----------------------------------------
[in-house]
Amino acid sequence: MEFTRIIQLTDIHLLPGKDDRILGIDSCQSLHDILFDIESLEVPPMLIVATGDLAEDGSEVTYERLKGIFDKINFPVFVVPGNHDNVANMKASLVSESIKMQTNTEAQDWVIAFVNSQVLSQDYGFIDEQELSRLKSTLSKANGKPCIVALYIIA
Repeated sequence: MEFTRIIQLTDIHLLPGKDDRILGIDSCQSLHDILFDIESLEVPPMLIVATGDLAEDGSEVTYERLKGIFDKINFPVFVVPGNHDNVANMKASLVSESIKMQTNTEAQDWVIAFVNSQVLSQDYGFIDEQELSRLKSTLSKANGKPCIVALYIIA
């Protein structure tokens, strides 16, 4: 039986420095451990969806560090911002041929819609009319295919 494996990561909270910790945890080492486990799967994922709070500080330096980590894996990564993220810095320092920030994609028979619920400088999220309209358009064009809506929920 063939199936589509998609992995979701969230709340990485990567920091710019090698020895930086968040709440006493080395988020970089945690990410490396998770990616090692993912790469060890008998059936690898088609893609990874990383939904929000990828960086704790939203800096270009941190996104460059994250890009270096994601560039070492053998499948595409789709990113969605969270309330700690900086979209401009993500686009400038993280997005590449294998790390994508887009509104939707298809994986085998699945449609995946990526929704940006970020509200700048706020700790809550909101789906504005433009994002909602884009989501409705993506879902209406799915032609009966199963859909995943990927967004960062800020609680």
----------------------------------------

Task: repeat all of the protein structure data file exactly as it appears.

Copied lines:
[in-house]
Amino acid sequence: MEFTRIIQLTDIHLLPGKDDRILGIDSCQSLHDILFDIESLEVPPMLIVATGDLAEDGSEVTYERLKGIFDKINFPVFVVPGNHDNVANMKASLVSESIKMQTNTEAQDWVIAFVNSQVLSQDYGFIDEQELSRLKSTLSKANGKPCIVALYIIA
Repeated sequence: MEFTRIIQLTDIHLLPGKDDRILGIDSCQSLHDILFDIESLEVPPMLIVATGDLAEDGSEVTYERLKGIFDKINFPVFVVPGNHDNVANMKASLVSESIKMQTNTEAQDWVIAFVNSQVLSQDYGFIDEQELSRLKSTLSKANGKPCIVALYIIA
């Protein structure tokens, strides 16, 4: 039986420095451990969806560090911002041929819609009319295919 494996990561909270910790945890080492486990799967994922709070500080330096980590894996990564993220810095320092920030994609028979619920400088999220309209358009064009809506929920 063939199936589509998609992995979701969230709340990485990567920091710019090698020895930086968040709440006493080395988020970089945690990410490396998770990616090692993912790469060890008998059936690898088609893609990874990383939904929000990828960086704790939203800096270009941190996104460059994250890009270096994601560039070492053998499948595409789709990113969605969270309330700690900086979209401009993500686009400038993280997005590449294998790390994508887009509104939707298809994986085998699945449609995946990526929704940006970020509200700048706020700790809550909101789906504005433009994002909602884009989501409705993506879902209406799915032609009966199963859909995943990927967004960062800020609680």